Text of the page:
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Virginia designated English as the official state language of the Commonwealth in 1996.
English settlers encountered members of the Powhatan Indian confederacy, speakers of an Algonkian language, whose legacy includes such place-names as Roanoke and Rappahannock.
Although the expanding suburban area south of the District of Columbia has become dialectically heterogeneous, the rest of the state has retained its essentially Southern speech features. Many dialect markers occur statewide, but subregional contrasts distinguish the South Midland of the Appalachians from the Southern of the piedmont and Tidewater. General are batter bread (a soft corn cake), batter cake (pancake), comfort (tied and filled bed cover), and polecat (skunk). Widespread pronunciation features include greasy with a /z/ sound; yeast and east as sound-alikes, creek rhyming with peek, and can't with paint; coop and bulge with the vowel of book; and forest with an /ah/ sound.
The Tidewater is set off by creek meaning a saltwater inlet, fishing worm for earthworm, and fog as /fahg/. Appalachian South Midland has redworm for earthworm, fog as /fawg/, wash as /wawsh/, Mary and merry as sound-alikes, and poor with the vowel of book. The Richmond area is noted also for having two variants of the long /i/ and /ow/ diphthongs as they occur before voiceless and voiced consonants, so that the vowel in the noun house is quite different from the vowel in the verb house, and the vowel in advice differs from that in advise. The Tidewater exhibits similar features.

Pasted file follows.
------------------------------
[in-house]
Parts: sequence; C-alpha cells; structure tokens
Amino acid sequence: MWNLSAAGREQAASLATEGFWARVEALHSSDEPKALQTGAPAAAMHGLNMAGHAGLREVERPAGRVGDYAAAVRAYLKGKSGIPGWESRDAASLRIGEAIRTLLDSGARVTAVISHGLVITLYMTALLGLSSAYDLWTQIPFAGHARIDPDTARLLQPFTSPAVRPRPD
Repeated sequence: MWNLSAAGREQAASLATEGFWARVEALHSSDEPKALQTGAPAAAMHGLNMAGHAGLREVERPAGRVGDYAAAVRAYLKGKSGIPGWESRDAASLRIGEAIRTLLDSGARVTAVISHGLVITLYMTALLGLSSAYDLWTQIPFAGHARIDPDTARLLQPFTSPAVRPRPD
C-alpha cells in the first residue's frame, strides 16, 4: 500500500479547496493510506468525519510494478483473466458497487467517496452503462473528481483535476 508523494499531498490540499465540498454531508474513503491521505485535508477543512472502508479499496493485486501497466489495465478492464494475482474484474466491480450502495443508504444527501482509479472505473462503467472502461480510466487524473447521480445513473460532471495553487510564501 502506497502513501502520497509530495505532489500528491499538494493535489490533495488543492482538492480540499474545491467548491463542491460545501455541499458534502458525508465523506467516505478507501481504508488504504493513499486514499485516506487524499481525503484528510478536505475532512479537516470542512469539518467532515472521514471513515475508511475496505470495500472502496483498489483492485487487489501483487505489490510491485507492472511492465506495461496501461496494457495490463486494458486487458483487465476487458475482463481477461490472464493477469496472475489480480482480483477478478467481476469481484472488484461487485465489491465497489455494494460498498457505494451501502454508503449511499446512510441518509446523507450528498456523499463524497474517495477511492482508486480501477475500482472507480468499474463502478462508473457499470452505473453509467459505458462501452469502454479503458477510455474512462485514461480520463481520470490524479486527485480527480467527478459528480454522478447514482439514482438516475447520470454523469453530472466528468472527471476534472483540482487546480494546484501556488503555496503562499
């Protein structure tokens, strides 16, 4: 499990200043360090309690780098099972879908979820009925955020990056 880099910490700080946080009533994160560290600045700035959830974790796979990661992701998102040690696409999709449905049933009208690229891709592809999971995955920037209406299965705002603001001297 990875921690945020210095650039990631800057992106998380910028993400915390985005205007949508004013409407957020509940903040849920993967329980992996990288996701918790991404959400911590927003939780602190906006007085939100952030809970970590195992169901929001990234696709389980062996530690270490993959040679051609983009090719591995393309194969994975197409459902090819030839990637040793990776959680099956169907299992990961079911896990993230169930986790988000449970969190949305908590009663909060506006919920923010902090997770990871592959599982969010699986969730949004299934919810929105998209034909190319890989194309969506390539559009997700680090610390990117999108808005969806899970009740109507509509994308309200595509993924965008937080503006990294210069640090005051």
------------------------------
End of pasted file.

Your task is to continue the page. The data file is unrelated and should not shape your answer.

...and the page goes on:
In 2000, Virginia residents five years of age and over who spoke only English at home numbered 5,884,075, or 88.9% of the total population, down from 92.7% in 1990.
CHAPTER 829 (1996)
CHAPTER 7. OFFICIAL LANGUAGE OF THE COMMONWEALTH.
§7.1-42. English designated the official language of the Commonwealth.
English shall be designated as the official language of the Commonwealth of Virginia. Except as provided by law, no state agency or local government shall be required to provide and no state agency or local government shall be prohibited from providing any documents, information, literature or other written materials in any language other than English.
§22.1-212.1. Obligations of school boards.
Pursuant to §7.1-42, school boards shall have no obligation to teach the standard curriculum, except courses in foreign languages, in a language other than English. School boards shall endeavor to provide instruction in the English language which shall be designed to promote the education of students for whom English is a second language.